By the time that Kaboul joined the family, Picasso's canine companions had already begun to play a prominent role in his art. During the 1950s, we find his boxer Jan tussling with Jacqueline (Zervos, vol. 15, nos. 245-246) and his Dalmatian Perro investigating the contents of an ornate sideboard in the dining room at Vauvenargues (Zervos, vol. 18, nos. 332, 379, 384, 389, 394-395). In Picasso's celebrated series of variations on Velázquez's Las Meninas, the royal mastiff who dominates the foreground of the original painting is replaced by Picasso's sprightly dachshund Lump, who had joined the household earlier in 1957 as a gift from Duncan (Zervos, vol. 17, nos. 351-393; fig. 3). Although Picasso's first Afghan hound Kazbek did not appear in his work, his successor Kaboul joined a long line of sighthounds to accompany their masters (or, less often, their mistresses) in portraiture. Picasso surely would have known from the Prado both Titian's Charles V with a Hound and Velázquez's Il Cardinale l'Infante Fernando Cacciatore, in which the hound embodies the royal virtues of unswerving loyalty and valor in the hunt. And he may well have remembered Boldini's flamboyant portrayal of the eccentric Marchesa Luisa Casati with her equally mannered greyhound by her side, which generated a storm of critical response when it was exhibited at the Salon of 1909 (Sold, Christie's, New York, 1 November 1995, lot 6).

In Femme au chien, Kaboul's stately elegance complements Jacqueline's own patrician bearing, which had captivated Picasso since their first meeting. The artist explained in 1964, "Braque once said to me, 'Basically you have always loved classical beauty.' It's true. They don't invent a type of beauty every year" (quoted in D. Ashton, Picasso on Art, New York, 1972, p. 74). The restrained, economical palette of the painting heightens this sense of regal stability, as well as drawing attention to the interlocking, constructive forms of Jacqueline's head. In a riff on Picasso's famous double-face, the eyes are seen frontally, the nose in left profile, and the mouth from the right, the various features dislocated one from another. The right half of the face is brightly illuminated while the left is in deep shadow, as though the head had been sundered vertically along the midline, a public self contrasted with a private self. The effect recalls the numerous sculptures of Jacqueline that Picasso made from cut, bent, and folded sheet metal throughout 1961 and 1962 (fig. 4). The indistinct form to Jacqueline's left reads alternately as the molded back of a chair or a shadow cast by her profile on the wall. Or perhaps it is Picasso's own shadow, anticipating the seminal series on the theme of the artist and model that he would begin just three months later--an allegory of art-making, of course, but also his ultimate paean to Jacqueline and the strength of his feelings for her.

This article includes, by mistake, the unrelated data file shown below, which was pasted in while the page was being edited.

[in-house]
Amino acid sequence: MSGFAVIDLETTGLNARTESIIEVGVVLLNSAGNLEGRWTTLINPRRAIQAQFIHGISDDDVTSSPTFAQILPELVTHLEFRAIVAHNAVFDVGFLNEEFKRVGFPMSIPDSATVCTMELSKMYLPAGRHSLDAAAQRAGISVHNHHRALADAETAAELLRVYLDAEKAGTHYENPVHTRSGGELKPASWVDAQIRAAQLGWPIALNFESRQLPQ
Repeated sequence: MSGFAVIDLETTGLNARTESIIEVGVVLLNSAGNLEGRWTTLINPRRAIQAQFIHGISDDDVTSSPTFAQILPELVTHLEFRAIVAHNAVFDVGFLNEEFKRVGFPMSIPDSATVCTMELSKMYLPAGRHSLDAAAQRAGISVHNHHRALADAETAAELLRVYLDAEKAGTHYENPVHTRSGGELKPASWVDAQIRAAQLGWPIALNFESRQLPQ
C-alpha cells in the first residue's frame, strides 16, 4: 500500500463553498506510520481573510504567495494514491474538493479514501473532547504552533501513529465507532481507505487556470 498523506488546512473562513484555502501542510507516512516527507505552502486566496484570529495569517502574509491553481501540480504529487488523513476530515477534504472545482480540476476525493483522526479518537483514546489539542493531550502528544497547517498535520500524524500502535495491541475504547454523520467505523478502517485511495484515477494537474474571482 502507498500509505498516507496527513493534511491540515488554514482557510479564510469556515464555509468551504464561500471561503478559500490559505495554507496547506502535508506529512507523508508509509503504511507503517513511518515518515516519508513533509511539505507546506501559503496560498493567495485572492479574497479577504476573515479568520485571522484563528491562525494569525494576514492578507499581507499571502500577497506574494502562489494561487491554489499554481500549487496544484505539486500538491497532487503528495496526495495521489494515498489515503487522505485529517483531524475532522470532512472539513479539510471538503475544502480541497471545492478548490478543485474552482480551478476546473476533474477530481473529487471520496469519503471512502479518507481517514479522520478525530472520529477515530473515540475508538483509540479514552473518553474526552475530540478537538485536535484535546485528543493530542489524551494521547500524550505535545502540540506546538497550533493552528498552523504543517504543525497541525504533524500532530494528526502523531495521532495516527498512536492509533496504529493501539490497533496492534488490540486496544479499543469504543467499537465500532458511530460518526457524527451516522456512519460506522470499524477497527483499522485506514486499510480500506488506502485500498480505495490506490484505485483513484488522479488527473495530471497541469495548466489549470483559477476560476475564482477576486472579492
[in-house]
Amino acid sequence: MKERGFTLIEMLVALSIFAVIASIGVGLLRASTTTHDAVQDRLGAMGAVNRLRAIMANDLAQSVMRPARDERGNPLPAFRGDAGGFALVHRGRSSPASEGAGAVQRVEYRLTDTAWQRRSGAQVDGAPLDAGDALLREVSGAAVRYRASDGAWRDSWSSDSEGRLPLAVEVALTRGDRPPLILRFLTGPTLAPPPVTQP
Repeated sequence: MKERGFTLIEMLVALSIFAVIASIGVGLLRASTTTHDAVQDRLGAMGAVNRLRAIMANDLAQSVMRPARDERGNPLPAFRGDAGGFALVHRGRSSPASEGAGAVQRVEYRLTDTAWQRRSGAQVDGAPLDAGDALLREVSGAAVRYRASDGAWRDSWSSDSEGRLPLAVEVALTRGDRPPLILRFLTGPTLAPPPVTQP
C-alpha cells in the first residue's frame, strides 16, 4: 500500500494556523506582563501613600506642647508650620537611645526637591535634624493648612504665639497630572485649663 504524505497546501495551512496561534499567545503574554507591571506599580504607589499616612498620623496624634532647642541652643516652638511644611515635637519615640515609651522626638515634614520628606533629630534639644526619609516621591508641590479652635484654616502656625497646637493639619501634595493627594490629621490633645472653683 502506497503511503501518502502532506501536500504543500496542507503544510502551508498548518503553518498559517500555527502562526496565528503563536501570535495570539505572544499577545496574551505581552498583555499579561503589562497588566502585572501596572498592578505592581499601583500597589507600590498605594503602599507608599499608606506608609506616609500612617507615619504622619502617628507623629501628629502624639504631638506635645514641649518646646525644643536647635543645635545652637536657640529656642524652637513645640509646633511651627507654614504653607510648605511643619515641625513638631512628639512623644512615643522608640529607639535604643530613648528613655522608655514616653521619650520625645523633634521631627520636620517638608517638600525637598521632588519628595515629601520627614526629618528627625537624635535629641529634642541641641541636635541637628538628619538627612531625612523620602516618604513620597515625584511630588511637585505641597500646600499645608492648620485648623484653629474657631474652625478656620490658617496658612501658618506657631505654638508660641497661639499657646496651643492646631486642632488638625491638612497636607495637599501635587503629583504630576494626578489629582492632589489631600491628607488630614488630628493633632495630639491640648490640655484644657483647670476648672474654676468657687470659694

The decidedly sculptural forms of Jacqueline's head in Femme au chien contrast with the flat, summary planes used to describe her from the neck down. Her blue frock, with its decorative, scalloped bodice, lends the image a feminine touch. At the same time, the black tie beneath her breasts resolves into a phallic shape that rises provocatively from her lap. This fusion of male and female elements is echoed in the knobby protrusion (a stylized ear) on the left side of the head, with its unsettling quality of penetration. In other portraits of Jacqueline, both painted and sculpted, from this period, she is shown with Kaboul's distinctive protuberant snout; here, however, his elongated muzzle finds its visual analogue in the phallic form that she encircles protectively with her arms. Two years later, Picasso would repeatedly depict Jacqueline with another animal, a small black cat that she had found on the grounds at Mougins and that briefly joined the household before fleeing back to the garden. The creature itself would rest in Jacqueline's lap, standing in for her pubic hair and genitalia in a visual pun that relies on the French use of chatte as street slang for a woman's pudenda (see Zervos, vol. 24, nos. 96, 141-143; fig. 5). In the present painting, the phallic implications of Kaboul's snout suggest that we might see him as a surrogate for the artist, imbued with Picasso's own persona and his vaunted sexual powers.

Still, it is Jacqueline who unmistakably dominates the composition, testament to her all-powerful presence at Notre-Dame-de-Vie. To quote Parmelin once again, "All of Notre Dame de Vie is made up of Jacqueline, rests upon Jacqueline, signifies Jacqueline. And all of the paintings are of Jacqueline... Jacqueline has the gift of becoming painting to an unimaginable degree. She has within her that wonderful power on which the painter feeds. She flows. She is made for it and gives of herself and devotes herself and dies in harness though living all the while and never posing. She harbors that multiplicity of herself. She peoples Notre Dame de Vie with her hundred thousand possibilities. She unfurls ad infinitum. She invades everything. She becomes all characters. She takes the place of all models of all the artists on all the canvases. All the portraits resemble her, even though they may not resemble each other. All the heads are hers and there are a thousand different ones..." (Picasso: Intimate Secrets of a Studio at Notre Dame de Vie, New York, 1966, pp. 14-15).

(fig. 1) Picasso, Jacqueline, and Kaboul at Notre-Dame-de-Vie, 1963. Photograph by Edward Quinn.
Barcode: picasso_33862989

(fig. 2) Pablo Picasso, Femme au chien, 1962. Sold, Christie's, London, 20 June 2012, lot 8.
Barcode: 34451151

(fig. 3) Pablo Picasso, Les Ménines, vue d'ensemble, 1957. Museu Picasso, Barcelona.
Barcode: picasso_33862897

(fig. 4) Pablo Picasso, Femme au chapeau, 1961. Beyeler collection, Basel
Barcode: 28973539

(fig. 5) Pablo Picasso, Femme au chat assise dans un fauteuil, 1964. Sold, Christie's, New York, 4 May 2010, lot 39.
Barcode: 27464885